Students who get grants are likely to feel that they owe something to the rest of society. Those who get loans will feel an urgent need to gouge out the money from the rest of society; they will tum their attention to things that are profitable to them, regardless of who else it hurts. No doubt this is just what the Tories want. But what can Labour set against it, except a bad and silly bureaucracy?
“Factory Farming” is not really anything new. Humans have been imposing an wmatural life on plants and animals since agriculture began. None of our farm animals have much resemblance to their wild ancestors.
By and large, modern food is also much healthier than what our ancestors would have eaten. Food that we would now class as unfit for human consumption would have been seen as much better than average in the Middle Ages.
However, farming is a highly competitive business. This means that farmers will do whatever they can get away with to make a profit or just to stay in business. Health regulations are supposed to limit what they do. But it had become notorious among those in the know that the egg industry had problems with Salmonella, and that too little was being done about it
It has been claimed that very few people are made ill by infected eggs. But Salmonella is not easy to detect, and its effects can easily be confused with other sorts of illness. The truth is, no one knows how much damage Salmonella is doing. We only know that it can be dangerous.
Enter Edwina Currie. She did no more than repeat what had been said before by various experts – that Salmonella bacteria were widespread, and that no egg could be considered safe unless it was thoroughly cooked.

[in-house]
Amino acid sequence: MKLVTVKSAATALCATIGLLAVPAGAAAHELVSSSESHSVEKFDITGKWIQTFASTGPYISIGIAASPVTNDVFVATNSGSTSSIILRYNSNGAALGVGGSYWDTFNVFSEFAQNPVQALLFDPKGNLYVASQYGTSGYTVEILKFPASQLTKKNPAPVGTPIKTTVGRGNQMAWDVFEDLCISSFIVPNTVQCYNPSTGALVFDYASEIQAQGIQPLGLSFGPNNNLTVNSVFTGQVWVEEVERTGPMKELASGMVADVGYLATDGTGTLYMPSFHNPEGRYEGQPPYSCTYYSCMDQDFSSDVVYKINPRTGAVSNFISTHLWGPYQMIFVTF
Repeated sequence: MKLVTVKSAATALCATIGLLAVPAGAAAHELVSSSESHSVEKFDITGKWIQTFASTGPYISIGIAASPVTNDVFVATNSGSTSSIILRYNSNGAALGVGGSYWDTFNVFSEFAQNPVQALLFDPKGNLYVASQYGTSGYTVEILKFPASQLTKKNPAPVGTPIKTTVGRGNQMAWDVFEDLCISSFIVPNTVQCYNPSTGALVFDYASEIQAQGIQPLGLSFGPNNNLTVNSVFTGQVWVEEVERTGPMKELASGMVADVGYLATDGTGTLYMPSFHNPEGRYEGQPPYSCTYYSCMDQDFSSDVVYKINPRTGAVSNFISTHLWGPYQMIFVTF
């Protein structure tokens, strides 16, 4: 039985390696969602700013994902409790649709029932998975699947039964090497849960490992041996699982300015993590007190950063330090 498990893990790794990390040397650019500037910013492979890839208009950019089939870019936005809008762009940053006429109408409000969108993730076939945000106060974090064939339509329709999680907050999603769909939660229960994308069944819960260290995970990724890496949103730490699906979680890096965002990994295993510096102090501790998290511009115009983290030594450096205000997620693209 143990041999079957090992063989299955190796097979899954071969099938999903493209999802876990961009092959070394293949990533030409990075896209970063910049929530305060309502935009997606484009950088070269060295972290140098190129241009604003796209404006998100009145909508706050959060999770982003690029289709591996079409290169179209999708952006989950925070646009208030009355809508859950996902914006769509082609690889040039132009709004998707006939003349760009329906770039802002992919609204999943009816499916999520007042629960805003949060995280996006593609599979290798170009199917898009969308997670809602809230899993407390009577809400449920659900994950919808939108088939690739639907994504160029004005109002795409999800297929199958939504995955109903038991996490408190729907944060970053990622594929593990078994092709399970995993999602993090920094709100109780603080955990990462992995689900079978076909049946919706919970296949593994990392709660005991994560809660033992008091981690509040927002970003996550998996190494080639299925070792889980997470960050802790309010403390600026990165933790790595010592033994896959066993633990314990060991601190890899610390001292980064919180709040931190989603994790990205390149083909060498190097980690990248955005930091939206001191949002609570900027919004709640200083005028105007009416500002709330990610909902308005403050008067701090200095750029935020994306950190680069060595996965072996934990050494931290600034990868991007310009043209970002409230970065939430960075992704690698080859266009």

For no good reason, except that Edwina had already established herself as newsworthy, the tabloids took the matter up. This spread a sudden panic about eggs, and sales suddenly dropped. The mass of the public realised for the first time that eggs might not be safe.
A friend of mine who runs a health shop reported that her sales of eggs actually went up. They were free-range eggs, of course, and also tested for Salmonella. But there was no certainty that they were safe, and with commendable honesty she told them so. And people bought the eggs anyway; presumably thinking that anything from a health store must be healthy.
(People sometimes poison themselves with overdoses of vitamins on the same principle; the “recommended maximum dose” is based on careful research and should be respected.)
In any case, the enraged egg producers raised a storm of protest, and eventually forced Edwina Currie’s resignation. Part of the reason for this was the attitude of the Opposition; Labour joined in the attack on a m1mster who had highlighted a real threat to public health.
Why was this done? On the basis of principle, Labour should have defended the interests of consumers against profitable but risky agricultural practices. Even on a purely pragmatic basis, they should have seen that Thatcher was in a weak position; letting things drift for a couple of weeks while ministers disagreed with each other. Instead, they went along with the notion that it was a gaffe by Edwina Currie, for which she should be punished. Thatcher was therefore able to save face by getting rid of her. And an issue that might have split the different groups of Tory supporters has been allowed to die down.
The trouble with the “pragmatism” of Labour’s leaders is that it sacrifices principle even when it would be to their advantage to uphold it!
These Newsnotes appeared in January 1989, in Issue 9 of Labour and Trade Union Review, now Labour Affairs. One of many old articles now on the web.